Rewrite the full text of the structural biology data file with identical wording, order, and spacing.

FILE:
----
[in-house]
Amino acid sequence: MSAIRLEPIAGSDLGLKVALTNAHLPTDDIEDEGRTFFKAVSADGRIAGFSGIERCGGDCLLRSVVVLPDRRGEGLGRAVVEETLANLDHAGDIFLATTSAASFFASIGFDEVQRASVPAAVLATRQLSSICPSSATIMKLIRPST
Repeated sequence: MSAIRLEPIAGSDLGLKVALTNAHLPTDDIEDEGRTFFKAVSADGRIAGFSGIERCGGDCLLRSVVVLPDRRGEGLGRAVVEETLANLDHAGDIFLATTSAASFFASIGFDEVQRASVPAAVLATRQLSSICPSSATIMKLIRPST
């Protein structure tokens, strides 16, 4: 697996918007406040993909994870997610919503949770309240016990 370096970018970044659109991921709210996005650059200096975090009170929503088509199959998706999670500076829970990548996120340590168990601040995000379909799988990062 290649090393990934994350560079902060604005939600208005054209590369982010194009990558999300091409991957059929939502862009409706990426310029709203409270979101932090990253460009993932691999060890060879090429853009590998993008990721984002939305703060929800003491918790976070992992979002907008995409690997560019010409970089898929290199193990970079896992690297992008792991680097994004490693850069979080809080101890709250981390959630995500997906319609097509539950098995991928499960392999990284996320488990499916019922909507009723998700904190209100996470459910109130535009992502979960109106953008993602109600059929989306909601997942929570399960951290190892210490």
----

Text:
[in-house]
Amino acid sequence: MSAIRLEPIAGSDLGLKVALTNAHLPTDDIEDEGRTFFKAVSADGRIAGFSGIERCGGDCLLRSVVVLPDRRGEGLGRAVVEETLANLDHAGDIFLATTSAASFFASIGFDEVQRASVPAAVLATRQLSSICPSSATIMKLIRPST
Repeated sequence: MSAIRLEPIAGSDLGLKVALTNAHLPTDDIEDEGRTFFKAVSADGRIAGFSGIERCGGDCLLRSVVVLPDRRGEGLGRAVVEETLANLDHAGDIFLATTSAASFFASIGFDEVQRASVPAAVLATRQLSSICPSSATIMKLIRPST
């Protein structure tokens, strides 16, 4: 697996918007406040993909994870997610919503949770309240016990 370096970018970044659109991921709210996005650059200096975090009170929503088509199959998706999670500076829970990548996120340590168990601040995000379909799988990062 290649090393990934994350560079902060604005939600208005054209590369982010194009990558999300091409991957059929939502862009409706990426310029709203409270979101932090990253460009993932691999060890060879090429853009590998993008990721984002939305703060929800003491918790976070992992979002907008995409690997560019010409970089898929290199193990970079896992690297992008792991680097994004490693850069979080809080101890709250981390959630995500997906319609097509539950098995991928499960392999990284996320488990499916019922909507009723998700904190209100996470459910109130535009992502979960109106953008993602109600059929989306909601997942929570399960951290190892210490």